Solomon-like, the State Department made an agonizing choice yesterday between the interests of Eskimos and bowhead whales.
The whales won.
The issue was this:
Last June the International Whaling Commission concluded that the bowhead whale was threatened with extinction and should no longer be killed. The United States was a party to that agreement.
But the Eskimos of Alaska protested that their was of life would be endangered if they were barred from whale hunting.
They found an ally in the Interior Department, which urged that the United States will not now file an objection.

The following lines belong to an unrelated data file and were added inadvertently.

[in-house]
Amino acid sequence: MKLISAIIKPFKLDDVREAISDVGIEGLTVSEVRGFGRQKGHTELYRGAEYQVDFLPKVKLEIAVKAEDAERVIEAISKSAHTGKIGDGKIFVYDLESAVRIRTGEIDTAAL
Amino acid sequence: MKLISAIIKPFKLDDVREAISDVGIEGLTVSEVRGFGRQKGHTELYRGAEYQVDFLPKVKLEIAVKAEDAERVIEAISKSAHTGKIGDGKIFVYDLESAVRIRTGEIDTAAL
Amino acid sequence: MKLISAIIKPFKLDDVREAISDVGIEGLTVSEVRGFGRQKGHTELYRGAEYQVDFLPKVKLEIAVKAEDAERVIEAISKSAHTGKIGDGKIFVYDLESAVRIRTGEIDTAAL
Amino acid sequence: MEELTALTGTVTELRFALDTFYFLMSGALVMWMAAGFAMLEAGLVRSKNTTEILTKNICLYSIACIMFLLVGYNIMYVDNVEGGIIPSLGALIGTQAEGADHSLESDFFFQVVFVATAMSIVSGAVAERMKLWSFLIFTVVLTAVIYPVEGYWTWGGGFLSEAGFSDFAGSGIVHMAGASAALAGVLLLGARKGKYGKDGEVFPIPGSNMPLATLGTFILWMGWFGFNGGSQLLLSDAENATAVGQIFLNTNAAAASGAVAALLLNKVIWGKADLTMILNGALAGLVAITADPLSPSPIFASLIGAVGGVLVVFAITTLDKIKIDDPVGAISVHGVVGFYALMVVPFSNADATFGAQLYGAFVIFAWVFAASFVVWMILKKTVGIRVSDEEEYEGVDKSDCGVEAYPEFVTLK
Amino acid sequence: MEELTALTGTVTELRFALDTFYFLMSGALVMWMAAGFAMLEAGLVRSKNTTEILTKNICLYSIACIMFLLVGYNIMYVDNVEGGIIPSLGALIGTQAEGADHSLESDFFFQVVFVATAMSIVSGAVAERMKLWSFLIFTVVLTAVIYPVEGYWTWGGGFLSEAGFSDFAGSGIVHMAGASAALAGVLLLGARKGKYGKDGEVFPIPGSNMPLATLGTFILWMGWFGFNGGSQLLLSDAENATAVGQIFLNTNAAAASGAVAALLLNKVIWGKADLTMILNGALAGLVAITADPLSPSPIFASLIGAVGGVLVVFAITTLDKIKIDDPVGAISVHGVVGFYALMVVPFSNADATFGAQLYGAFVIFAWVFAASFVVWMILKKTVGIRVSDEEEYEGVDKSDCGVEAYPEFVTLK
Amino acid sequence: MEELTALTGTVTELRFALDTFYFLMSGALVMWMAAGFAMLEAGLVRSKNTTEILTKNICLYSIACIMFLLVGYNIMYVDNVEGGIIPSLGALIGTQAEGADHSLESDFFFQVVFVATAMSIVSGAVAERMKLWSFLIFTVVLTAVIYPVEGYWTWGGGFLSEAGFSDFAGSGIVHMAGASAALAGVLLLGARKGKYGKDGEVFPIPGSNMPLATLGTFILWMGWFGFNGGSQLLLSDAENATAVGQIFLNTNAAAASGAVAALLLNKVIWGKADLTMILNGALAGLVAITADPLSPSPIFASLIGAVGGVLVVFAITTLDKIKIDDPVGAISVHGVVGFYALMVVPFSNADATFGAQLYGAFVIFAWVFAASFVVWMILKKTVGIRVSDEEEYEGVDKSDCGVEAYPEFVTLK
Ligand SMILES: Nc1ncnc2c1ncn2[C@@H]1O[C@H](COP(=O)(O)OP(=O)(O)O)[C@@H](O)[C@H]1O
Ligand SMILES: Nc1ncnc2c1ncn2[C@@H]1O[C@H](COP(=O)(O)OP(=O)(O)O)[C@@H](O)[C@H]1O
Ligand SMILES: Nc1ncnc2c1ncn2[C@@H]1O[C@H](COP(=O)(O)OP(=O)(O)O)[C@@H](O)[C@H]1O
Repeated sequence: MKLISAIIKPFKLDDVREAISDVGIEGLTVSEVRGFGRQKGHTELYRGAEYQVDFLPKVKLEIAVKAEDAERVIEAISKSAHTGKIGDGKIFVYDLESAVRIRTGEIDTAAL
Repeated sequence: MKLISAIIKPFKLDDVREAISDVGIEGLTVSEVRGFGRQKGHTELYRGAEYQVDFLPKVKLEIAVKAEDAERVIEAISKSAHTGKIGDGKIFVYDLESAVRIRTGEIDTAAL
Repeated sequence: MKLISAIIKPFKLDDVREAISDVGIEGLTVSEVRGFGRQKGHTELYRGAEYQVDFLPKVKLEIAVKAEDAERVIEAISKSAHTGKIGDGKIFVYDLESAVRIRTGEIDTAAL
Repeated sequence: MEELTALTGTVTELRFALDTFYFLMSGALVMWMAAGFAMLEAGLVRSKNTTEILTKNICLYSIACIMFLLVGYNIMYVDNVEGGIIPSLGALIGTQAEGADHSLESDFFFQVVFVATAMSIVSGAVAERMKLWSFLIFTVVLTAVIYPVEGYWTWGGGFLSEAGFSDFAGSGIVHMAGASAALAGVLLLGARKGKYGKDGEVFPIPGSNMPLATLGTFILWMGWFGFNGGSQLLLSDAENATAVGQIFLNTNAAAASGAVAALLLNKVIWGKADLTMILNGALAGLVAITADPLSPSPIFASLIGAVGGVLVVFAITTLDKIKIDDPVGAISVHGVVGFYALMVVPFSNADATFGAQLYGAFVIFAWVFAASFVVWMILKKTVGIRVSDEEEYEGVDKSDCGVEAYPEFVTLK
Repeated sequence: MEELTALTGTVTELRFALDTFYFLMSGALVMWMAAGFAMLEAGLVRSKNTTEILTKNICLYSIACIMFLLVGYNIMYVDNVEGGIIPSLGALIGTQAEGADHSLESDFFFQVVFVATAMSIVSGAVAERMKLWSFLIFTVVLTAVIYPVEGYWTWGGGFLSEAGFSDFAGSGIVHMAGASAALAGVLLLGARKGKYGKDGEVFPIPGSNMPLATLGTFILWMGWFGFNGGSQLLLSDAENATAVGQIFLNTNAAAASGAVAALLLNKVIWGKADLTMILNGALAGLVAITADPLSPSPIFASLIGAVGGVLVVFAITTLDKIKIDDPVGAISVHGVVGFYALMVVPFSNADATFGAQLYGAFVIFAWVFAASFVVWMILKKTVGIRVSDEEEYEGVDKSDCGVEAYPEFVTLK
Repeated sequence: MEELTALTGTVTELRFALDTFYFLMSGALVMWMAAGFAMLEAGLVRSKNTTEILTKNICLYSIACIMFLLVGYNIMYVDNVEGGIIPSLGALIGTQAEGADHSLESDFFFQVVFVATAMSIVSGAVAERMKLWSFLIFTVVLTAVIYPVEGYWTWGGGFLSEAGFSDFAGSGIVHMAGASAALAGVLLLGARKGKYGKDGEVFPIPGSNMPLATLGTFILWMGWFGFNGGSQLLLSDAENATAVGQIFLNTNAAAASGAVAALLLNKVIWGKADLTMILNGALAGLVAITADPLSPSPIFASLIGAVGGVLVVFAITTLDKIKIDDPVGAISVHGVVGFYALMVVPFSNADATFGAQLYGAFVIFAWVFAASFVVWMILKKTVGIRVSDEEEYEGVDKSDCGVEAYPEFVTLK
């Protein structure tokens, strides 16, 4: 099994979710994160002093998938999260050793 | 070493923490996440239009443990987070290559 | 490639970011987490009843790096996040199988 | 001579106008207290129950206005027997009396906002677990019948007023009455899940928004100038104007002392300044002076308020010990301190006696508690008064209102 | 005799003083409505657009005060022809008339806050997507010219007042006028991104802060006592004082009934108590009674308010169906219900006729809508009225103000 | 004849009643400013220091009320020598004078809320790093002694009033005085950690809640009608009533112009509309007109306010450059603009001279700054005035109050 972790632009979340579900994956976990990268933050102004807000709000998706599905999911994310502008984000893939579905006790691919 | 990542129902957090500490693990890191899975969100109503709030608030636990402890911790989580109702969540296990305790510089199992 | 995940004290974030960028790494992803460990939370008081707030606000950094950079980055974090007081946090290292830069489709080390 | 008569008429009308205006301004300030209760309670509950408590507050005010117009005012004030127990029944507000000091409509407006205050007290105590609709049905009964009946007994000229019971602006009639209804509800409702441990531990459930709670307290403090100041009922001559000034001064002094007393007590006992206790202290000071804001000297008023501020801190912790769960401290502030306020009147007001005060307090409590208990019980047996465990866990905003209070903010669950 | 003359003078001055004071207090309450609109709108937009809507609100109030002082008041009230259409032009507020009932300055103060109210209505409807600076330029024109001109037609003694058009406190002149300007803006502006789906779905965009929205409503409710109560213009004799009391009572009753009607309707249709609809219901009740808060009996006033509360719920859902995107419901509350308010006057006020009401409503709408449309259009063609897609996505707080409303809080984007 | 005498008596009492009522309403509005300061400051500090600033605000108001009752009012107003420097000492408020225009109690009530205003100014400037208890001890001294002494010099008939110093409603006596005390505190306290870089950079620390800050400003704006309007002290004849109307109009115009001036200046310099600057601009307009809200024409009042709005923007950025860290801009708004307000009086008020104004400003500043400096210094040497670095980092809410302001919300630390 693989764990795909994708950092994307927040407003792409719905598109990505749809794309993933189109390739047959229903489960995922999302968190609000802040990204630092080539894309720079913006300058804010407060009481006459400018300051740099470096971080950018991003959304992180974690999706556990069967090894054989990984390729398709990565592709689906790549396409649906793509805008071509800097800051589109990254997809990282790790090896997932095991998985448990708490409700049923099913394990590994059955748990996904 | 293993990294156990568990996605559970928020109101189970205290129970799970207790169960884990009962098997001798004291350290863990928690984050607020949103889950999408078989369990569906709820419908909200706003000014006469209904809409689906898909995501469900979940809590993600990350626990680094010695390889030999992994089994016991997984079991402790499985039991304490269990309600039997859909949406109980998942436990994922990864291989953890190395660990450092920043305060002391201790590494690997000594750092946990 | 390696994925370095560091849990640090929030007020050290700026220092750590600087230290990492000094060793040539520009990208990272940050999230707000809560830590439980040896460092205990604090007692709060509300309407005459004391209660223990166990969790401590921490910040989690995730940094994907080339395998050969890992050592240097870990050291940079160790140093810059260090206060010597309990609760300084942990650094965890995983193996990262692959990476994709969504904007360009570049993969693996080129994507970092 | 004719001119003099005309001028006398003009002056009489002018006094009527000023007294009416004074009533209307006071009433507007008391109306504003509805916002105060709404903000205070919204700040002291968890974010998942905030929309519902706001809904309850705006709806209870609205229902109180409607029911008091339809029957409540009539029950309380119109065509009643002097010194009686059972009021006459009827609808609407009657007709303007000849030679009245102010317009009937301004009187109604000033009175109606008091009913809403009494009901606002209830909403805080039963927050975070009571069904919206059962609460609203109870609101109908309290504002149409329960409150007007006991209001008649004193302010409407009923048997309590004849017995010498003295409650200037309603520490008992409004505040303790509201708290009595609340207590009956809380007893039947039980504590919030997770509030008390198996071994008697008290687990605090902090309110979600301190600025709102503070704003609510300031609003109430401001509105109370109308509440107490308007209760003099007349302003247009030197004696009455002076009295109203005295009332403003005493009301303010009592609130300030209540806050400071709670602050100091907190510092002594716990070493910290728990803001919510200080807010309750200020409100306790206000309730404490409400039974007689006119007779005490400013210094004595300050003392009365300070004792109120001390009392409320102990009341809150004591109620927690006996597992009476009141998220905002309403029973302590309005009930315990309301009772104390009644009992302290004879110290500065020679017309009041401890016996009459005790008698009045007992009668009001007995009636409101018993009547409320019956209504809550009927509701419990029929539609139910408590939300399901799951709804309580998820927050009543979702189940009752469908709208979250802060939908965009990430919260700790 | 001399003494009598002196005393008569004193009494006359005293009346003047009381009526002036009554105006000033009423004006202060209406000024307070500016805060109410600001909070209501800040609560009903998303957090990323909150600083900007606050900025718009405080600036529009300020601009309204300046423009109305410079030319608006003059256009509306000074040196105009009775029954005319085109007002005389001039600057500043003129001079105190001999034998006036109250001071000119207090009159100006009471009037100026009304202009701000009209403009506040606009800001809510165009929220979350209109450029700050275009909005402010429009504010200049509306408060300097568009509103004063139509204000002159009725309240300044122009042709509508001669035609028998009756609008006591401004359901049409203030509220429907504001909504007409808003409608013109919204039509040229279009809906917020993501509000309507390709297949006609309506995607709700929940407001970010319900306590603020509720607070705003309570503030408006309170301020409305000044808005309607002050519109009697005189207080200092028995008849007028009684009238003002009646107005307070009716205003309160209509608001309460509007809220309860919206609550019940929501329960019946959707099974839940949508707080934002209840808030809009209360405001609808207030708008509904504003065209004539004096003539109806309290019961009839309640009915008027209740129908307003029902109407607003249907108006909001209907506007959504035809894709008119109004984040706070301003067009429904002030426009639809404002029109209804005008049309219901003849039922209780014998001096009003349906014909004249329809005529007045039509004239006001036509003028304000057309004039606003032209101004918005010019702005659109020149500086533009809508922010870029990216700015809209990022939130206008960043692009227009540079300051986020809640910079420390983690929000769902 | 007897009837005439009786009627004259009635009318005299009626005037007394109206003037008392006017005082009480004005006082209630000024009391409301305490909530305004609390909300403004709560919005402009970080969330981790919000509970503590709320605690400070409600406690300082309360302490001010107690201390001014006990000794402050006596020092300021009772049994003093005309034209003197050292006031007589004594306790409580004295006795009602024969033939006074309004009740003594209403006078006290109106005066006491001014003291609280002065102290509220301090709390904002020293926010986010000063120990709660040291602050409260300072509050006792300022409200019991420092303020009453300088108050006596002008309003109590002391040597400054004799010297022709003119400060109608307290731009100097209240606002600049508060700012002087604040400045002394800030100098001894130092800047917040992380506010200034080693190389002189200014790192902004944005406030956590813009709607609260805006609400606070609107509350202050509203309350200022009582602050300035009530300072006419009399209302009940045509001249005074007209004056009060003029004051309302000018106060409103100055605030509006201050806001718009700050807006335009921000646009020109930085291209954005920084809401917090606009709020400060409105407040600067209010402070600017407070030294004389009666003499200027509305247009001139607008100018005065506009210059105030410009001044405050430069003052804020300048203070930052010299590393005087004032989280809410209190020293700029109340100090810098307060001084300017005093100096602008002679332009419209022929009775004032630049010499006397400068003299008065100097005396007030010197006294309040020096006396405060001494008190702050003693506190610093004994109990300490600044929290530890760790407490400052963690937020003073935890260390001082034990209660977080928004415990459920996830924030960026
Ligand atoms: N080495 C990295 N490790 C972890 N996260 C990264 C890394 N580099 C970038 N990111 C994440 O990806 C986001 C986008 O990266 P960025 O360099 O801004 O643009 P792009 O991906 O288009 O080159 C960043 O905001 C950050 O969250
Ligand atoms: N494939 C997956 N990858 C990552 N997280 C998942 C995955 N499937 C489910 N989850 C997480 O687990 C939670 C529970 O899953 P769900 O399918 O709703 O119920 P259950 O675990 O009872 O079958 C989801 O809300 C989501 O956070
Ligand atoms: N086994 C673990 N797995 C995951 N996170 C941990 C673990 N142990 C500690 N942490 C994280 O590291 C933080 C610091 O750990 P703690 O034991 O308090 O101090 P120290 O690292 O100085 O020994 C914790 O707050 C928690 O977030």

This pleased the Commerce Department, which is anxious to maintain international fishing agreements.
The bowhead whale population is estimated at between 600 and 2,000. The Eskimos last year harvested 43 of the whales and are estimated to have wounded another 79.
The State Department, through the office of Assistant Secretary Patsy Mink, conceded that a ban on bowhead hunting would "cause a sudden disruption of [the Eskimo] way of life." It proposed further talks with the commission in December to try to work out a conservation and research program that will protect the whales while still allowing "substance hunting" by the Eskimos.
Mink said she was hopeful this resolution will come about.
The whales have a large and active political constituency in the United States in various conservation and environmental organizations.